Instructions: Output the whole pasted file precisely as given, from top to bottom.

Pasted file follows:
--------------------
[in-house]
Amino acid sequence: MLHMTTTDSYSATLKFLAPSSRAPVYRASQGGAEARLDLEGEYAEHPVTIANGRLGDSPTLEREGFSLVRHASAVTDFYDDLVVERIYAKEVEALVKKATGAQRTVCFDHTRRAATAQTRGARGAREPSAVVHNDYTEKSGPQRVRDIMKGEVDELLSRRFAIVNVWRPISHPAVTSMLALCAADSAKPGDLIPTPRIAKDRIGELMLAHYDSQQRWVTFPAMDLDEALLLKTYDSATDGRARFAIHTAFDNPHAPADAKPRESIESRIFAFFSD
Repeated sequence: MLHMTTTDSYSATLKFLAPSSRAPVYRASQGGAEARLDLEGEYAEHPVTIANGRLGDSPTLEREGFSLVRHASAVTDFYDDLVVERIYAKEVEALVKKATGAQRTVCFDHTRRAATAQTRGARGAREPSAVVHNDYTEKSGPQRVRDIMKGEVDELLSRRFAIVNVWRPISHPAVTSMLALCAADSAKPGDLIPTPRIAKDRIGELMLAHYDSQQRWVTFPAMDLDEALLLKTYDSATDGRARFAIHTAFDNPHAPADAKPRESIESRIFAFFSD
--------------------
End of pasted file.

[in-house]
Amino acid sequence: MLHMTTTDSYSATLKFLAPSSRAPVYRASQGGAEARLDLEGEYAEHPVTIANGRLGDSPTLEREGFSLVRHASAVTDFYDDLVVERIYAKEVEALVKKATGAQRTVCFDHTRRAATAQTRGARGAREPSAVVHNDYTEKSGPQRVRDIMKGEVDELLSRRFAIVNVWRPISHPAVTSMLALCAADSAKPGDLIPTPRIAKDRIGELMLAHYDSQQRWVTFPAMDLDEALLLKTYDSATDGRARFAIHTAFDNPHAPADAKPRESIESRIFAFFSD
Repeated sequence: MLHMTTTDSYSATLKFLAPSSRAPVYRASQGGAEARLDLEGEYAEHPVTIANGRLGDSPTLEREGFSLVRHASAVTDFYDDLVVERIYAKEVEALVKKATGAQRTVCFDHTRRAATAQTRGARGAREPSAVVHNDYTEKSGPQRVRDIMKGEVDELLSRRFAIVNVWRPISHPAVTSMLALCAADSAKPGDLIPTPRIAKDRIGELMLAHYDSQQRWVTFPAMDLDEALLLKTYDSATDGRARFAIHTAFDNPHAPADAKPRESIESRIFAFFSD